To resolve the "Photoshop Error 21 Undefined Is Not an Object," start by uninstalling the Creative Cloud Desktop application and renaming specific Adobe folders. Follow this up with a fresh installation of Adobe Creative Cloud and Photoshop, while also keeping an eye out for conflicting programs that may be causing the issue. Trust me, these steps are your best bet for a smooth, error-free Photoshop experience.
Errors like these are often the result of software conflicts, outdated versions, or corrupted files, and they can seriously disrupt your workflow. They're the digital equivalent of hitting a roadblock on a highway—annoying, but not insurmountable.
Today, we're going to delve deep into:
Firstly, let's tackle the root of the problem by uninstalling the Creative Cloud Desktop application. Go to your Control Panel, find the 'Programs and Features' section, and locate Adobe Creative Cloud. Right-click and choose 'Uninstall.' This will remove the application and its associated files from your system. (Alternate Method: You can also use third-party uninstaller software like Revo Uninstaller to ensure that all residual files are removed. This can sometimes speed up the process.)
After uninstalling, navigate to the directory C:\Program Files (x86)\Common Files\Adobe\OOBE\PDApp using File Explorer. Here, you'll find a folder named PDApp. Right-click on it and rename it to PDApp_old. (Alternate Method: If you're comfortable with Command Prompt, you can use the rename command to change the folder name. This is often quicker but requires precise syntax.)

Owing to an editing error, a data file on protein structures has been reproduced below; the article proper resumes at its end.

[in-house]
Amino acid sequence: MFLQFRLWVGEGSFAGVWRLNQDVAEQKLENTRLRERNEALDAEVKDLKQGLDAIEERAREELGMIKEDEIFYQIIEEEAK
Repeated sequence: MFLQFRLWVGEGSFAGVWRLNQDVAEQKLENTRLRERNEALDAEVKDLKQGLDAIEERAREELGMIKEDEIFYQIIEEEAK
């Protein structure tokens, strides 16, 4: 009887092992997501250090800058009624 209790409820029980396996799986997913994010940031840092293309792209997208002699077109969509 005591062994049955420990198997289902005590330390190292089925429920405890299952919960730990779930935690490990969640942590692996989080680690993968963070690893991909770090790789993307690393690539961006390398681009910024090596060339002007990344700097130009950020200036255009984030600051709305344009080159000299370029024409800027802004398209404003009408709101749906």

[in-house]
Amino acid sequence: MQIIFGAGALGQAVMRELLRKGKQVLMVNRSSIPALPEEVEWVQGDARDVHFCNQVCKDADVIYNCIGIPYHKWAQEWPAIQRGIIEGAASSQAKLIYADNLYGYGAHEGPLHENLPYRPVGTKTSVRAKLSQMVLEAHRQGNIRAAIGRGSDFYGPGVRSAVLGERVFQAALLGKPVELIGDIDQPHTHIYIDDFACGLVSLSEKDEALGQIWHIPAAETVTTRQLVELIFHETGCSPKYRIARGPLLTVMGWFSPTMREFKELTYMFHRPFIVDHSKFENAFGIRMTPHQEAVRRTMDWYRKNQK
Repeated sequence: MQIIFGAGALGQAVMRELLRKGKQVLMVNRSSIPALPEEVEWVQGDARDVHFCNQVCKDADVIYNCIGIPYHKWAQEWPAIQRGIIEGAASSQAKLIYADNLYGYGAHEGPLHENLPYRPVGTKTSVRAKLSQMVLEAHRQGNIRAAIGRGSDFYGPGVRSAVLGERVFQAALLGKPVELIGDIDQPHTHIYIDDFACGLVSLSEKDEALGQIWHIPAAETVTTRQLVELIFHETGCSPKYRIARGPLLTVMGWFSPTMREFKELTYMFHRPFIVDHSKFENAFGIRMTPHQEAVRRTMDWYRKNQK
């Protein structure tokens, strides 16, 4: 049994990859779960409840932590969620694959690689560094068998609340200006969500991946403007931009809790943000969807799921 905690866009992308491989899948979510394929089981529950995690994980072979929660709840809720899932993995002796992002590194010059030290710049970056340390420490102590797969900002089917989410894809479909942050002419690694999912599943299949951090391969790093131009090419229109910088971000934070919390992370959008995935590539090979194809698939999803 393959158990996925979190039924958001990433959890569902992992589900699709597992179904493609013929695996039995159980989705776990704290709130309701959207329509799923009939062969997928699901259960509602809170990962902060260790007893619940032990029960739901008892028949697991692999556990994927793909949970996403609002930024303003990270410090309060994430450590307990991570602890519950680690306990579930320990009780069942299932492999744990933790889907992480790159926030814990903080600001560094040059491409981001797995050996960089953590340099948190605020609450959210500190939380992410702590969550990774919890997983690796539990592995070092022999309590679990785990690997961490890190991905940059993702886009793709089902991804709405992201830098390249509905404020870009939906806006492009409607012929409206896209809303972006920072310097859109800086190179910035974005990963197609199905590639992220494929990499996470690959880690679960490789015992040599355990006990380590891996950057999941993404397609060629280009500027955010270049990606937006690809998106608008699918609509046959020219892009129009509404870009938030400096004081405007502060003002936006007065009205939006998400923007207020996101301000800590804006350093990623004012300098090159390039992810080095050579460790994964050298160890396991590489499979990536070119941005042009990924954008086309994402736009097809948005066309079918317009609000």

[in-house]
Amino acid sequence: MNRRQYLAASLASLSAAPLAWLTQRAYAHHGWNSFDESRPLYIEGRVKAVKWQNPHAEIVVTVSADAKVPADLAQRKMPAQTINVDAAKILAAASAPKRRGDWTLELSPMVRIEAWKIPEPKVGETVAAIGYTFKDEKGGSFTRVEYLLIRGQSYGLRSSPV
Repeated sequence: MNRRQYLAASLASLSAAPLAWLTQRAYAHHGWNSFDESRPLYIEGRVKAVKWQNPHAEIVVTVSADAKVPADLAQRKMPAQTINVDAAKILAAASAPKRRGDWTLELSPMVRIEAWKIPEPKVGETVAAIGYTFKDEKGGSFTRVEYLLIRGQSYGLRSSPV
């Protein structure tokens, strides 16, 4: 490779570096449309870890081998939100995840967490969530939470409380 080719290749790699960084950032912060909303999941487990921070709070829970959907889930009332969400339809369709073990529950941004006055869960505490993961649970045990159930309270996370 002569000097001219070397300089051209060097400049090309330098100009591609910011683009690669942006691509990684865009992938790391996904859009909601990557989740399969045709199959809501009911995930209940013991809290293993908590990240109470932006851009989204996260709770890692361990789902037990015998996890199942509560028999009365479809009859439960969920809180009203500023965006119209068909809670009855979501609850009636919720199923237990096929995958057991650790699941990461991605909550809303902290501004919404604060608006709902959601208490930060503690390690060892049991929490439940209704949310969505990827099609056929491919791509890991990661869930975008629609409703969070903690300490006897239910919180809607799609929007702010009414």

Now, head over to Adobe's official website and download the latest version of the Creative Cloud Desktop application. Run the installer and follow the on-screen instructions. (Alternate Method: If you have a reliable internet connection, you can opt for the web installer instead of the offline installer. The web installer is smaller in size but requires an active internet connection throughout the installation process.)
Open Task Manager by pressing Ctrl-Alt-Del simultaneously. In the Processes tab, you'll see a list of currently running programs. Right-click and 'End Task' for programs that you suspect might be conflicting with Photoshop. (Alternate Method: You can also sort the processes by CPU or Memory usage to identify potential culprits more quickly. High usage often indicates a conflicting program.)
If the issue persists, consider downgrading Photoshop. Open the Creative Cloud app, go to the 'All Apps' tab, find Photoshop, and click on the three dots to the right. A drop-down menu will appear; select 'Other Versions' and choose version 24.6. (Alternate Method: If you have a previous version's installer saved on your system, you can use that for a quicker downgrade process.)
Trust me, keeping your software up-to-date is crucial. If an update is available, go ahead and install it. Adobe frequently releases patches that fix known issues. (Alternate Method: You can set Photoshop to auto-update, so you don't have to manually check for updates. However, be cautious as new updates can sometimes introduce new bugs.)
As a last resort, you can uninstall and then reinstall Photoshop. This is similar to Step 1 but focuses solely on Photoshop. Make sure to keep your settings when prompted during the uninstallation process. (Alternate Method: Some users prefer to use Adobe's Cleaner Tool after uninstalling to ensure that all residual files are removed. This can result in a cleaner installation.)
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